Wednesday, November 11, 2009

A Stand for Compassion, Part 3

I had the great privilege for three years of working with Seven Springs Baptist Church (, and one thing that is central to the ministry of Seven Springs Church is working with people who many may see as hard luck cases, for lack of a better word. I saw something extraordinary, too. I saw a businessman who was not connected with our church come forward and say, "I'd like to put the government out of the social ministry business." And he put his money where his mouth was. He came to several churches and offered to help them help the needy. He would supply the financial resources and the churches would administer them. Here was a man whom God had blessed with wealth and a heart of compassion. It was a delight to work with him.

What is needed is more men and women like him and his team. We would not need a "welfare state" in the U. S. if the churches would do what they're supposed to do and care for the sick, the poor, the orphans and widows. Most of the time we don't even provide for our own widows in our own congregations. Never mind helping those on the outside. And why is it that we're that way? I think part of it is that when theological liberals like Walter Rauschenbusch promoted social action as the gospel many conservatives ran from social activism for fear of being associated with the Social Gospel. In effect they threw out the baby with the bath. In a few places today Evangelical churches are waking up to the real need to minister to the needy.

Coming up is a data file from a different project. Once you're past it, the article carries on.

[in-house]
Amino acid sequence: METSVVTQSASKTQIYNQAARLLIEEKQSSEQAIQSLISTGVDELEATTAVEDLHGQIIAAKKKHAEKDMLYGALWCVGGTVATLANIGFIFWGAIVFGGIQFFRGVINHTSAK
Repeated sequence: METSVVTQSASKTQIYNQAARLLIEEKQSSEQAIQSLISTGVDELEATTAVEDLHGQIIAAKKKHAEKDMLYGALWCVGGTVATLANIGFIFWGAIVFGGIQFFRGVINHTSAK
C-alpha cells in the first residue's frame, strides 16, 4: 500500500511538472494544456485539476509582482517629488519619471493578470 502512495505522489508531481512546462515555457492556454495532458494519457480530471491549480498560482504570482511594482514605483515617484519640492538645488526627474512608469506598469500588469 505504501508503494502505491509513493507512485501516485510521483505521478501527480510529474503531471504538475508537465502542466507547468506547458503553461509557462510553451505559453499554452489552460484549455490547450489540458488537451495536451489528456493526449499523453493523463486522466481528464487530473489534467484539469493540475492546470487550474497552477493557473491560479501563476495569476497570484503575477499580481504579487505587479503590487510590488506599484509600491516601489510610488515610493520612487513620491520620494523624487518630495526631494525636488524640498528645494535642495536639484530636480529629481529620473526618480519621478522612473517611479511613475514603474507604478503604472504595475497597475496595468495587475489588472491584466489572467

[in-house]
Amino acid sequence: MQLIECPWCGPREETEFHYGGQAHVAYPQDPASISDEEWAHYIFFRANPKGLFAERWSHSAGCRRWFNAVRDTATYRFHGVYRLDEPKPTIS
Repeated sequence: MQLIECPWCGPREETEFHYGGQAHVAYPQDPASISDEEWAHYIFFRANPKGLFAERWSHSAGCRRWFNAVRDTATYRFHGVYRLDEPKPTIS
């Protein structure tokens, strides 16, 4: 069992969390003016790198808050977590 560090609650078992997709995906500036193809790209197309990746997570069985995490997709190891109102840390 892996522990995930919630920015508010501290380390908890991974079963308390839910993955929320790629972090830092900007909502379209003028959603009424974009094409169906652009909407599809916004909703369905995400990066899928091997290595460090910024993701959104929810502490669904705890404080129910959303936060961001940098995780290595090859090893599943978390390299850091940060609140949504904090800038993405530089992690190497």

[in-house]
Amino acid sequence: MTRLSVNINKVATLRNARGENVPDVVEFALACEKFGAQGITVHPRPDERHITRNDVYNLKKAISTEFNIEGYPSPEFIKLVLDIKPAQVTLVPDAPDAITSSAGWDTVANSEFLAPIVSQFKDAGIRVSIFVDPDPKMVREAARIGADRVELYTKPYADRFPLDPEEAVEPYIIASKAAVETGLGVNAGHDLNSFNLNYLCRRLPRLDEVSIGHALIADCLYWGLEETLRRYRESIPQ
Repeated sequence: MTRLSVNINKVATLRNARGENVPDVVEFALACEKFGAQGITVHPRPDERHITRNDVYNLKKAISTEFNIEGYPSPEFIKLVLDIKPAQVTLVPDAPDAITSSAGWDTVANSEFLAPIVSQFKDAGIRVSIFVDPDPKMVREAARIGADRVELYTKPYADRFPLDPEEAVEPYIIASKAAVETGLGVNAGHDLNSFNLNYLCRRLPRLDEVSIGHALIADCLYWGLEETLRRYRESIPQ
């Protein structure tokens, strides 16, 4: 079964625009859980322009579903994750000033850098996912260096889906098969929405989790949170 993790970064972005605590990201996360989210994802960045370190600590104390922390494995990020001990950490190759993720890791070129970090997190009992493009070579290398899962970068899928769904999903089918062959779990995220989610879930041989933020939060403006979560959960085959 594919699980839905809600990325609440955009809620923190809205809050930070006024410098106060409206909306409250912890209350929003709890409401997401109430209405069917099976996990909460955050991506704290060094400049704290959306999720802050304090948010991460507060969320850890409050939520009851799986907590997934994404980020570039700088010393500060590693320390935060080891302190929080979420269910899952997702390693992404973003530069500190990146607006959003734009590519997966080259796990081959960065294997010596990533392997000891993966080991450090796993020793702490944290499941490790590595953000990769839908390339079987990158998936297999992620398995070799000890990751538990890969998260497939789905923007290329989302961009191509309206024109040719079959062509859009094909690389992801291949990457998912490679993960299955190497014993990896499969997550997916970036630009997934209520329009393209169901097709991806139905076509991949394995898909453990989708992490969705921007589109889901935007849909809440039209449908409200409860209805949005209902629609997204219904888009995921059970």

We need to be more effective in working with drug addicts, helping people recover from failed marriages, sexual addictions, and training people to enter the workforce. Churches should be a place where people who need a basic education can come for free and learn how to read and write and do basic math. Why aren't our church buildings, which often sit empty for hours and hours each week, used to provide basic life skills classes, GED courses, and parenting classes? Remember, compassion is something you show by doing something about the situation people are living in. Let's rise up and take a stand for compassion by doing more with our time and our facilities to help people who are genuinely in need, and at the same time let's show them Christ, the One who gave everything that they might live.